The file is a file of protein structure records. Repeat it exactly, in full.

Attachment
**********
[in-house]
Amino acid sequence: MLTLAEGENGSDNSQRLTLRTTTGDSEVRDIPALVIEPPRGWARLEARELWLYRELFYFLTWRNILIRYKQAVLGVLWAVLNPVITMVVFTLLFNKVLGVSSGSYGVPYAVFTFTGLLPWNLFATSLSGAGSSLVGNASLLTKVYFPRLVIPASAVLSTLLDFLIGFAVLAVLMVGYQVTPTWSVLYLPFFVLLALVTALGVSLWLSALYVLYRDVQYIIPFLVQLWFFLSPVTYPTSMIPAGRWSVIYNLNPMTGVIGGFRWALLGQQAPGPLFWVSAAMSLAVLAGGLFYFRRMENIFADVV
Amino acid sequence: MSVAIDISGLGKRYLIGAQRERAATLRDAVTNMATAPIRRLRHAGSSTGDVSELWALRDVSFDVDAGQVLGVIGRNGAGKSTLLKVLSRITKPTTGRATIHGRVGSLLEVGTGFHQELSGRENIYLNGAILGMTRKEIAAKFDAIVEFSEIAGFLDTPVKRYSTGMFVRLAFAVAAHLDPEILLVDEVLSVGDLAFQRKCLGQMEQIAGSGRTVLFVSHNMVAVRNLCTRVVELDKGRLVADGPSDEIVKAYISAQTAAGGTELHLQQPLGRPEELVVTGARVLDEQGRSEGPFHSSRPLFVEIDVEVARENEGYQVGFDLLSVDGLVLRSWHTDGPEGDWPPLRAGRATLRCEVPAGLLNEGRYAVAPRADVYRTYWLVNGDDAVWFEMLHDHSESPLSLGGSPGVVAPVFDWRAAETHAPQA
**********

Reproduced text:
[in-house]
Amino acid sequence: MLTLAEGENGSDNSQRLTLRTTTGDSEVRDIPALVIEPPRGWARLEARELWLYRELFYFLTWRNILIRYKQAVLGVLWAVLNPVITMVVFTLLFNKVLGVSSGSYGVPYAVFTFTGLLPWNLFATSLSGAGSSLVGNASLLTKVYFPRLVIPASAVLSTLLDFLIGFAVLAVLMVGYQVTPTWSVLYLPFFVLLALVTALGVSLWLSALYVLYRDVQYIIPFLVQLWFFLSPVTYPTSMIPAGRWSVIYNLNPMTGVIGGFRWALLGQQAPGPLFWVSAAMSLAVLAGGLFYFRRMENIFADVV
Amino acid sequence: MSVAIDISGLGKRYLIGAQRERAATLRDAVTNMATAPIRRLRHAGSSTGDVSELWALRDVSFDVDAGQVLGVIGRNGAGKSTLLKVLSRITKPTTGRATIHGRVGSLLEVGTGFHQELSGRENIYLNGAILGMTRKEIAAKFDAIVEFSEIAGFLDTPVKRYSTGMFVRLAFAVAAHLDPEILLVDEVLSVGDLAFQRKCLGQMEQIAGSGRTVLFVSHNMVAVRNLCTRVVELDKGRLVADGPSDEIVKAYISAQTAAGGTELHLQQPLGRPEELVVTGARVLDEQGRSEGPFHSSRPLFVEIDVEVARENEGYQVGFDLLSVDGLVLRSWHTDGPEGDWPPLRAGRATLRCEVPAGLLNEGRYAVAPRADVYRTYWLVNGDDAVWFEMLHDHSESPLSLGGSPGVVAPVFDWRAAETHAPQA